Detection of phenotypic and genetic markers in a biological sample can be by microscopy, which can be, but is not limited to, bright-field microscopy, phase contrast microscopy, interference contrast microscopy, Nomarski contrast microscopy, dark field microscopy, reflection contrast microscopy, fluorescence microscopy, infra-red microscopy, or any other type of light microscopy. Detection can be done by visualizing the biological sample in the microscope or by recording an image of the biological sample photographically (e.g., by producing an image on a silver halide emulsion film which can be developed for visualization or by recording a digital image of the sample for visualization via an output device, such as, for example, a computer monitor or as a computer printout) as well as by any other means by which the biological sample can be viewed or recorded. The spectral image of the biological sample can be taken from the sample directly or from a recorded image of the sample.

The biological sample of this invention can be from any organism and can be, but is not limited to, embedded tissue sections, frozen tissue sections, cell preparations, cytological preparations, exfoliate samples (e.g., sputum), fine needle aspirations, amnion cells, fresh tissue, dry tissue, and cultured cells or tissue. It is further contemplated that the biological sample of this invention can also be whole cells or cell organelles (e.g., nuclei). The biological sample can be unfixed or fixed according to standard protocols widely available in the art and can also be embedded in a suitable medium for preparation of the sample. For example, the biological sample can be embedded in paraffin or other suitable medium (e.g., epoxy or acrylamide) to facilitate preparation of the biological specimen for the detection methods of this invention. Furthermore, the biological sample can be embedded in any commercially available mounting medium, either aqueous or organic, depending on the chemical properties of the stain or any specifically developed medium, such as, for example, as designed for TMB, based on a thin protein layer cross-linked by formaldehyde to ensure permanent stabilization of the enzyme reaction products (Speel et al., 1994. A novel triple-color detection procedure for brightfield microscopy, combining in situ hybridization with immunocytochemistry.” J. Histochem. Cytochem. 42:1299-1307).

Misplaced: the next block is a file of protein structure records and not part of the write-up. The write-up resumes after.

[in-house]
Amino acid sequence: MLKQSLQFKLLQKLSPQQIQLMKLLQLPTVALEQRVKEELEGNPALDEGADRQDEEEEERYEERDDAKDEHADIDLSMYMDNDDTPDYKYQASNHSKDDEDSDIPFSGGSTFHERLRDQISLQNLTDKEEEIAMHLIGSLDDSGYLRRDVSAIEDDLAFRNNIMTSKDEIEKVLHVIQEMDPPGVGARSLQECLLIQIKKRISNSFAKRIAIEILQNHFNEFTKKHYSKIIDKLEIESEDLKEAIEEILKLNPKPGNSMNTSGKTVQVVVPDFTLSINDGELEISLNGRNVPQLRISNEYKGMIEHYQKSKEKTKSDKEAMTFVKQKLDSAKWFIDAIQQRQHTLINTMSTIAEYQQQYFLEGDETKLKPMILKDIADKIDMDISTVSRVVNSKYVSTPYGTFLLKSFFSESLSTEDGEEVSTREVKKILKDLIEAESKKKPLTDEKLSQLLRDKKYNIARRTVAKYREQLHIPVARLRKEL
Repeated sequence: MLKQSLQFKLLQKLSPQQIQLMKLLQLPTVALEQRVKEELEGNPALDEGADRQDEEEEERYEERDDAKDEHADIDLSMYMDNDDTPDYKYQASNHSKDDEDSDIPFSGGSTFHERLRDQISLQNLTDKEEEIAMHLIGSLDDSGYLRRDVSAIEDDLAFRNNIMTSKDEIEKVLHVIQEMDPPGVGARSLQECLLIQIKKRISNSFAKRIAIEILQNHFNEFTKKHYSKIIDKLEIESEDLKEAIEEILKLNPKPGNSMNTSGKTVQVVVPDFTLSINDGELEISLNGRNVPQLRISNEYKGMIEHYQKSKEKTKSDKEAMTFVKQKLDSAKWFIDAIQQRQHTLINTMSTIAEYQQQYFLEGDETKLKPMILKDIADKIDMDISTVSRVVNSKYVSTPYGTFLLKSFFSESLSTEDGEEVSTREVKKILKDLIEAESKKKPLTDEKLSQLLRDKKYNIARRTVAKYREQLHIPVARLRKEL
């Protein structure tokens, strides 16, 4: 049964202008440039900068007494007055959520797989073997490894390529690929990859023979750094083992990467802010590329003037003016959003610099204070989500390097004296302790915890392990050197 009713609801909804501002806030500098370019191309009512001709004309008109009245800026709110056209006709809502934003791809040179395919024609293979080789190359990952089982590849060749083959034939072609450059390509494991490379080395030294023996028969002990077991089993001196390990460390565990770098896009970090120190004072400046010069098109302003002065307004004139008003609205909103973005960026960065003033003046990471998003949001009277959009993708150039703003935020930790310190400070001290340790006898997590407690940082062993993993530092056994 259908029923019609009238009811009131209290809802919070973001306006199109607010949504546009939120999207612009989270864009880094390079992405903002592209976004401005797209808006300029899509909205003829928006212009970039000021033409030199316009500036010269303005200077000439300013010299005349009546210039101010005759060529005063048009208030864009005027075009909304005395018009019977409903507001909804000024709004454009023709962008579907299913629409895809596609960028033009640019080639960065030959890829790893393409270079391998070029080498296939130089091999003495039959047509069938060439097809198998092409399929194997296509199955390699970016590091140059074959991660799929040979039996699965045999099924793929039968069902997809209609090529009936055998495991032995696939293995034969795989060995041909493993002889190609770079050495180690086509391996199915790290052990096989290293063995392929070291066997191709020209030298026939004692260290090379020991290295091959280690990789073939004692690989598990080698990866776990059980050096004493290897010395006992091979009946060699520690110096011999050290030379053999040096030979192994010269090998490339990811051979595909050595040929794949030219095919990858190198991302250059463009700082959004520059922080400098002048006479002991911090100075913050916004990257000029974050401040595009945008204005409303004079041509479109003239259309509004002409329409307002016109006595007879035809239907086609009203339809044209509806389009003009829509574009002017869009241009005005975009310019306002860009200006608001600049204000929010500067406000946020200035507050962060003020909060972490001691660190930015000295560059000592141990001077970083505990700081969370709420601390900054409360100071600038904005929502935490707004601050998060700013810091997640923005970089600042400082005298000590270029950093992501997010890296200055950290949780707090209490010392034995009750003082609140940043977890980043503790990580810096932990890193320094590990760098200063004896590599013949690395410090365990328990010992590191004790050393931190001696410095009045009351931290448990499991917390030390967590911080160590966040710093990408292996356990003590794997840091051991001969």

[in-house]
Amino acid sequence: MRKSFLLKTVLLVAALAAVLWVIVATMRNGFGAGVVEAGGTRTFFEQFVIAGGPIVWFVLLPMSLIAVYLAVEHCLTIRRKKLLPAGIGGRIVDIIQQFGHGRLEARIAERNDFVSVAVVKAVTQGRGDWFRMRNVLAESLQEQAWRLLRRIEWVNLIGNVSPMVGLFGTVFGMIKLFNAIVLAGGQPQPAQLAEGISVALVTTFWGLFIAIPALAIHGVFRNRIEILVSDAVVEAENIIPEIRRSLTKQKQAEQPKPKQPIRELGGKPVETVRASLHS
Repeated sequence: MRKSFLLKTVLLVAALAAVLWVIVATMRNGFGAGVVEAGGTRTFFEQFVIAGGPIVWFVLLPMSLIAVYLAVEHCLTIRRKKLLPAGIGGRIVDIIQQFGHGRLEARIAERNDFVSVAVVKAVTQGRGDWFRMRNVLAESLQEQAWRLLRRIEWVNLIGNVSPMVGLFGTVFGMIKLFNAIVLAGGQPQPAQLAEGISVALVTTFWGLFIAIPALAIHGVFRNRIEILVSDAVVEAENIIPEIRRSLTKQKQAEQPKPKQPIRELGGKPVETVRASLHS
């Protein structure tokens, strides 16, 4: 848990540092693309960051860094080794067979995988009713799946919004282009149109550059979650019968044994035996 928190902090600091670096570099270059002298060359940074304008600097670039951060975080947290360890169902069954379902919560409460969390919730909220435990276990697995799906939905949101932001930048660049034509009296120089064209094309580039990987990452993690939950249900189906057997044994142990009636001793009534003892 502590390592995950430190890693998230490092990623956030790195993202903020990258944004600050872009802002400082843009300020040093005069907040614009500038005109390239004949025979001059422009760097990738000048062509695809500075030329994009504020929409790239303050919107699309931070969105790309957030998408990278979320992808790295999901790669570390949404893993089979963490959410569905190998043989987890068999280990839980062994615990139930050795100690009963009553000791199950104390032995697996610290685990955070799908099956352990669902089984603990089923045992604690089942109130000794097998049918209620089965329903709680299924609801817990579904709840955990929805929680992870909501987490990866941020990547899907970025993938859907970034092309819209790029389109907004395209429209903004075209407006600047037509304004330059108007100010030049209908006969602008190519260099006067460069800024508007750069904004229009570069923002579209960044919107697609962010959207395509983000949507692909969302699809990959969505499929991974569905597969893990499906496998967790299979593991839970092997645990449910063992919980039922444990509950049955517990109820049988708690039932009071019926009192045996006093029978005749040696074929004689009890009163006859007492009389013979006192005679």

The biological sample can be on, supported by, or attached to, a substrate which facilitates detection of phenotypic or genetic markers. A substrate of the present invention can be, but is not limited to, a microscope slide, a culture dish, a culture flask, a culture plate, a culture chamber, DNA arrays, ELISA plates, as well as any other substrate now known or developed in the future for containing or supporting biological samples for analysis according to the methods of the present invention. The substrate can be of any material suitable for the purposes of this invention, such as, for example, glass, plastic, polystyrene, mica and the like. The substrates of the present invention can be obtained from commercial sources or prepared according to standard procedures well known in the art.

The detection of phenotypic and genetic markers in the biological sample can be combined with the routine assessment of histological and cytological specimens, generally carried out by staining with one or more cytological stains and examining the specimens microscopically. Thus, the present invention provides for multi-parameter analyses of the same biological sample.

The biological sample of the present invention can be contacted with one or more cytological stains. The cytological stains used in the methods of this invention can be, but are not limited to, hematoxylin, eosin, methyl green, neutral red, DIFF QUIK (Baxter, The Netherlands), toluidine blue, alcian blue, isamin blue, methylene blue, sudan black, periodic acid-Schiff reaction (PAS), Masson's trichrome method, reticulin stain, Van Gieson, Azan, Giemsa, NissI, silver and gold stains, osmium and chrom alum, as well as any other cytological stains now known or identified in the future. The cytological stains of this invention are available from commercial sources or can be prepared according to standard methods well known in the art.